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Prenuptial Agreements: Planning for the future

23 July 2015

With the current rate of divorce and dissolution of civil partnerships, and recent well publicised marital conflicts on divorce, it is no surprise that couples looking to enter into marriage or civil partnership are increasingly considering how best to protect assets on divorce and dissolution and avoid conflict at later stages.

Pre-Nuptial Agreements are not necessarily required for all who are entering into marriage or a civil partnership. They are most suited to those who have inherited family wealth and also those who are entering into second (or further) marriages and have their own wealth and/or wish to protect assets for their children from an earlier relationship.

A Pre-Nuptial Agreement is not legally binding on matrimonial courts. The couple cannot waive the right to apply to the court for financial provision, even if there is a Pre-Nuptial Agreement in place. However, the court will give full consideration as to whether the provisions in the Pre-Nuptial Agreement should be upheld.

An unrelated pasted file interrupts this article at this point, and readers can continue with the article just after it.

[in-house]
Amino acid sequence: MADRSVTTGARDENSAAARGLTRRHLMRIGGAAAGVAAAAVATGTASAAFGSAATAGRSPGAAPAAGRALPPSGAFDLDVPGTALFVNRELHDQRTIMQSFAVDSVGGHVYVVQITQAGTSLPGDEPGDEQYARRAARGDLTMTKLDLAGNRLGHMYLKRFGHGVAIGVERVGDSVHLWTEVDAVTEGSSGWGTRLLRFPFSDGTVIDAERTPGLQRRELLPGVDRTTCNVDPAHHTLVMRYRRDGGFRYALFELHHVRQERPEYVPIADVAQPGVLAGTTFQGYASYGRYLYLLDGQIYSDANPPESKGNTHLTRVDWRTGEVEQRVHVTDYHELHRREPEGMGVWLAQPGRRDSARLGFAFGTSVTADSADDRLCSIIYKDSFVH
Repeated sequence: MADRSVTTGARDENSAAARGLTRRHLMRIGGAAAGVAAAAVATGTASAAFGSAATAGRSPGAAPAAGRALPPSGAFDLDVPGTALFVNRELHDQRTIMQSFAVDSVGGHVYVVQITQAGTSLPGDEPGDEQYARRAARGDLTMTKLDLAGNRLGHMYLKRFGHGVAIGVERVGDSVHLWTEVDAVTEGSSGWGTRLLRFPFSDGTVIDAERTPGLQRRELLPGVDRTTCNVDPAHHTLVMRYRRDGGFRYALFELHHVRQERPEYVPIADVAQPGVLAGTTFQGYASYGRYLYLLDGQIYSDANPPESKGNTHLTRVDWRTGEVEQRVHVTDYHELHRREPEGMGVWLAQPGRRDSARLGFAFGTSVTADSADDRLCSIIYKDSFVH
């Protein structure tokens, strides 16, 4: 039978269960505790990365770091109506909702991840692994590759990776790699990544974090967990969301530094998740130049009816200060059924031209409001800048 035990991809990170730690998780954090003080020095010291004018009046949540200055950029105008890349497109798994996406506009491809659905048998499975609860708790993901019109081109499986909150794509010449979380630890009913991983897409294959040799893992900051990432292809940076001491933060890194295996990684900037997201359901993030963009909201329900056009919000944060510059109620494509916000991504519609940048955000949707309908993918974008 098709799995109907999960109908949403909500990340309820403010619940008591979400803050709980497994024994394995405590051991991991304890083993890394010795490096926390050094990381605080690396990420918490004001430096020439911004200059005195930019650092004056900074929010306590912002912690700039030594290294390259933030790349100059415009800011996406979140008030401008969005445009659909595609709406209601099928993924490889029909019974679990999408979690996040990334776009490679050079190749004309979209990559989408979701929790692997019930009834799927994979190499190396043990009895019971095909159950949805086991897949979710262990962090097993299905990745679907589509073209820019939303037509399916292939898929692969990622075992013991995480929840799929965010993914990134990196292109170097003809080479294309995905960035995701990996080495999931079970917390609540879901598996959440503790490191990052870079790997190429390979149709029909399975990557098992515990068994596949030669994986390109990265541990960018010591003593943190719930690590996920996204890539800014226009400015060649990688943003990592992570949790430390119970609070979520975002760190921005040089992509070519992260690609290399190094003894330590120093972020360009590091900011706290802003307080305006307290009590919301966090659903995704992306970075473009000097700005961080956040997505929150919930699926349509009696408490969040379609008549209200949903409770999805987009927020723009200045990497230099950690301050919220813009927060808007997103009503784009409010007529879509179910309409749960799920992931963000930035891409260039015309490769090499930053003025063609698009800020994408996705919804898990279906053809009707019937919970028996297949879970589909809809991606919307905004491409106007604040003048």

The Agreement should be entered into freely without coercion and should be fair. Any Agreement which may leave the other person in financial difficulties is unlikely to be upheld. There should be provision for review upon the occurrence of certain circumstances, such as the births of any children, bankruptcy, disability and inability to work etc. However, if the parties’ financial needs are adequately covered in the Agreement, then a further sharing of assets which have been ring-fenced may be avoided.

The Agreement should be negotiated and entered into as far in advance of the wedding as possible, and at least 21 days before the wedding. The couple should provide details of their assets and those they wish to retain on divorce. Both parties should take specialist family law advice on the proposed Agreement and the implications of entering into the Agreement.

It could be said that Pre-Nuptial Agreements are almost as good as legally binding agreements, provided that they are fundamentally fair. However, the Agreement is only one consideration a court would look at. Most importantly, the Agreement must not prejudice the welfare and financial stability of any children.